The Green Bag
He engaged in library work and received an offer from Japan to found a public library there on American lines. He did much literary work, his books including "Law Applied to Motor Vehicles" and "Hand-List of American Statute Law." Bischoff, Henry, one of the most learned and capable Justices of the New York Supreme Court, was killed by a fall in an elevator well, March 28. Jus tice Bischoff, who was born in New York in 1852 and educated in the New York public schools and at the Columbia Law School, was the oldest Justice of the Supreme Court in New York County in point of service. He was elected to the bench of the Court of Common Pleas in 1890, which court was merged in the Supreme Court in 1894. He was a man of high character and ideals, a judge of highest standing in his pro fession, and known as a hard worker, who used to say that he had not taken a vacation for over twenty years. Black, Frank S., Governor of New York from 1897 to 1899, died at his farm at Freedom, N. H., Mar. 22. A native of Maine, he obtained his educa tion at Dartmouth College, from which he was graduated in 1875, and followed journalism while he studied law. As a lawyer and politician he was distin guished by natural quickness of wit, by a mental equipment developed by assidu ous training and preparation, and by a rugged integrity which made him always true to his convictions and courageous in defending them. Brown, Addison, for twenty years Judge of the United States District Court for the Southern District of New York, died in New York City, Apr. 9, in his eighty-fourth year. He was born in Massachusetts, of an old Puritan stock, and was graduated at Harvard College in 1852, and at Harvard Law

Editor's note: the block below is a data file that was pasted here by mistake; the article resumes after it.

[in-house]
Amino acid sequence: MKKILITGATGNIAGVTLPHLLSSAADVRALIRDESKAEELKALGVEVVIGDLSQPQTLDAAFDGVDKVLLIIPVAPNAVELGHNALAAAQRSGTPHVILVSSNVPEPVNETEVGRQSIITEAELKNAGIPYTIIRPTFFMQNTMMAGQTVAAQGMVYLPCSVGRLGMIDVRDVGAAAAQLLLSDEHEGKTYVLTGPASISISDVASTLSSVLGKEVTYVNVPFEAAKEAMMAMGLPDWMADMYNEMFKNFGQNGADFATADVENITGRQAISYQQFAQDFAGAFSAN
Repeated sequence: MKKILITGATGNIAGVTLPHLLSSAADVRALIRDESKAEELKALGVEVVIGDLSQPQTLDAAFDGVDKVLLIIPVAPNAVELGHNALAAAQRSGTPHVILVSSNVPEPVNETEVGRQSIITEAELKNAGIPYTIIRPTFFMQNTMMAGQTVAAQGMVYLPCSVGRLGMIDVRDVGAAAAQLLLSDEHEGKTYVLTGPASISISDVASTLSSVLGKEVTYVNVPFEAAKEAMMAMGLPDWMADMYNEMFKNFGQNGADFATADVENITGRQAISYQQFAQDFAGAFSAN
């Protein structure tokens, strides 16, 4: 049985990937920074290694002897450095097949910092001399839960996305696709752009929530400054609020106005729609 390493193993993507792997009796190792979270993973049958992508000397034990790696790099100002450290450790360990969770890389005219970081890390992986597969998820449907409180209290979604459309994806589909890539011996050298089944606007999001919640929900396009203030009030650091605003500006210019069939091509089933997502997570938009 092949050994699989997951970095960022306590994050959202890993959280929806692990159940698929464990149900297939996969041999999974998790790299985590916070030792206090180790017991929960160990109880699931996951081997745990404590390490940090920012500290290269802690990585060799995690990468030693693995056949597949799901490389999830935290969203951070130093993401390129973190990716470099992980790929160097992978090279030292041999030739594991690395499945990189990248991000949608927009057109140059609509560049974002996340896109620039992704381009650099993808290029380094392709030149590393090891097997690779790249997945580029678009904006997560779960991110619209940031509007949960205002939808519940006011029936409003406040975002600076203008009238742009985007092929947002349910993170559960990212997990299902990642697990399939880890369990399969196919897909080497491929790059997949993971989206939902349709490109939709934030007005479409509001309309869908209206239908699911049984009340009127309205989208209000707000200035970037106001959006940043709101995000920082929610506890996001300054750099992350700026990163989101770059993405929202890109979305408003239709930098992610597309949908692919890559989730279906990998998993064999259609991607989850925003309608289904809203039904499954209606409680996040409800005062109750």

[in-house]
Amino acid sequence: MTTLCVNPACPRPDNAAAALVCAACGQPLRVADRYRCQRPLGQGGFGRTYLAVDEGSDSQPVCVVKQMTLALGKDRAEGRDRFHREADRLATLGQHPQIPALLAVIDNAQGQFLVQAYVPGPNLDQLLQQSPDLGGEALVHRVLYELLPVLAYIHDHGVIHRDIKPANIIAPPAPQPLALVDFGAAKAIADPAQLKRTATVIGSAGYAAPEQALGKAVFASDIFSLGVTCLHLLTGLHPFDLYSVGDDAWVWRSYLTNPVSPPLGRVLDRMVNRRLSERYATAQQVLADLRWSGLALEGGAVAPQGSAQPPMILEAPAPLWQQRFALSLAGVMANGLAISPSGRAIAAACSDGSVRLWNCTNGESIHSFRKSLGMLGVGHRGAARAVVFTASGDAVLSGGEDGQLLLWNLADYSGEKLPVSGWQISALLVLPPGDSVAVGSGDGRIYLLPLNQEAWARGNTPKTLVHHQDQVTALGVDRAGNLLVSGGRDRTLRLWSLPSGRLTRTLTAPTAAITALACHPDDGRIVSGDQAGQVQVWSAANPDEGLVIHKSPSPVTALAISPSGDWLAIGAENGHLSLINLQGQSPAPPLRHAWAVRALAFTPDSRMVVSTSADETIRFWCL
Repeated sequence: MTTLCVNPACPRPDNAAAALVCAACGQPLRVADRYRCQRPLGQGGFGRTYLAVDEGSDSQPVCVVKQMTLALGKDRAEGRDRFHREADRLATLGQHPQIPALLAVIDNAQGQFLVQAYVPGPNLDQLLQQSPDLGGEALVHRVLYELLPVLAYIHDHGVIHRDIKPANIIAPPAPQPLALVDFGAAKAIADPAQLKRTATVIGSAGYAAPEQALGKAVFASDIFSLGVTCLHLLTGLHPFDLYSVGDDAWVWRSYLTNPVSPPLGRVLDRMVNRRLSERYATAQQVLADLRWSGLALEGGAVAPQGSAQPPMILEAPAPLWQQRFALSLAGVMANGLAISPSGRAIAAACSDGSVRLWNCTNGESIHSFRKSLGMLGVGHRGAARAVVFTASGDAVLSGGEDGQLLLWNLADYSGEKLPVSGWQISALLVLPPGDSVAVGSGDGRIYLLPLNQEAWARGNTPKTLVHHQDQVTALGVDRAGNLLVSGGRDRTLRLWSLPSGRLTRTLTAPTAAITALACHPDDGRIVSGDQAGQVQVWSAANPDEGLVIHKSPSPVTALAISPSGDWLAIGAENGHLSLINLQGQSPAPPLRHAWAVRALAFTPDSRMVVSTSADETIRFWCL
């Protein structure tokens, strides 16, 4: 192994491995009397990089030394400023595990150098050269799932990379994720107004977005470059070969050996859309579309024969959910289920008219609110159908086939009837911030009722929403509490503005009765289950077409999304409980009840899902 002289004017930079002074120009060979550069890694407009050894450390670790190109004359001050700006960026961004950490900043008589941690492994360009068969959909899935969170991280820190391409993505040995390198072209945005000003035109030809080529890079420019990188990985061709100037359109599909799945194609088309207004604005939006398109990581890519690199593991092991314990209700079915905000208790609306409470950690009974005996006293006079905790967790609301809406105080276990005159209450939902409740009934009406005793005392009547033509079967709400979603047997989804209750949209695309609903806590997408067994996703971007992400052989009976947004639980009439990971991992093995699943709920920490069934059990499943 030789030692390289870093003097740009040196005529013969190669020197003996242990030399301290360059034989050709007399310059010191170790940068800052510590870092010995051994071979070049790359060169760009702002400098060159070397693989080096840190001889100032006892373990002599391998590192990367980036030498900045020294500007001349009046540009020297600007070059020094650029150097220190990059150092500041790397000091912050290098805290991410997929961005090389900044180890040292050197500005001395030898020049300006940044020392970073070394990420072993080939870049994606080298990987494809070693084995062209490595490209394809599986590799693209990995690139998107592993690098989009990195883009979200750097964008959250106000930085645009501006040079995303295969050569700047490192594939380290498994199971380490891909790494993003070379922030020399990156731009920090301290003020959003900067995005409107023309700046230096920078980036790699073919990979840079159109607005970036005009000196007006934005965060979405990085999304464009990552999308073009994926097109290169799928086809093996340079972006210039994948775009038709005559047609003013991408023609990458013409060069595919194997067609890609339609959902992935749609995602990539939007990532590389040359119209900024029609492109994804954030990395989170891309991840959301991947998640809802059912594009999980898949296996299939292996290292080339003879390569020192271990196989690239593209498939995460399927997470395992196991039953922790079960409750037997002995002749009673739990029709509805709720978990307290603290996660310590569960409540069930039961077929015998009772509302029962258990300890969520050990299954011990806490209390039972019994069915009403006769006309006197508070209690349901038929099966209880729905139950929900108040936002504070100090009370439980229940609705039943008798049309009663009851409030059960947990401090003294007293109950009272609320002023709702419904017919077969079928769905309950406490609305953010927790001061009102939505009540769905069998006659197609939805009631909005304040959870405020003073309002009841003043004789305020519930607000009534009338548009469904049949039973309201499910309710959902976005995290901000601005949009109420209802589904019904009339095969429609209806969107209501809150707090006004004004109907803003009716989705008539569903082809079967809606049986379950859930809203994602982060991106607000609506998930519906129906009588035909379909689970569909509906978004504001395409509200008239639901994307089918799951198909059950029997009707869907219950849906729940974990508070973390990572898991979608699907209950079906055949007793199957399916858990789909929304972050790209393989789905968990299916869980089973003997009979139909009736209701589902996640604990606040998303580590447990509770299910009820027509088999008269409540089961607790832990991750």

School in 1855. After several years' practice of his profession in New York City he received the federal judgeship in 1881, and became a recognized authority on admiralty law, his opinions in up wards of two thousand cases brought before him during his judicial service constituting a remarkable monument to his erudition. He was also a serious student of botany and astronomy. His observations on the corona in the solar eclipse of 1878 were published by the Smithsonian Institution, and he was one of the authors of Britton and Brown's "Illustrated Flora of the United States and Canada." Heiskell, Gen. Joseph Brown, last but one of the surviving members of the Confederate Congress, member of the Tennessee constitutional convention of 1870, and Attorney-General of Tennessee from 1870 to 1878, died near Memphis Mar. 7, in his ninetieth year. Lewis, George H., first dean of the Drake Law School of Des Moines, Iowa, financier and pioneer resident of that city, died Mar. 16. Pearsall, Thomas E., one of Brooklyn's most successful and active lawyers in his time, and a former law partner of Supreme Court Justice Isaac M. Kapper, died April 5. He owned what was said to be one of the most complete law libraries in New York County. Spruance, William C, appointed in 1897 Associate Judge of Delaware, under the new constitution of that year, died in Wilmington Mar. 12, at the age of eighty-two. He retired on the expiration of his twelve-year term in 1909. Warwick, Charles F., a Philadelphia lawyer of remarkable professional and literary attainments, and formerly Dis trict Attorney, City Solicitor, and Mayor of Philadelphia, died April 5.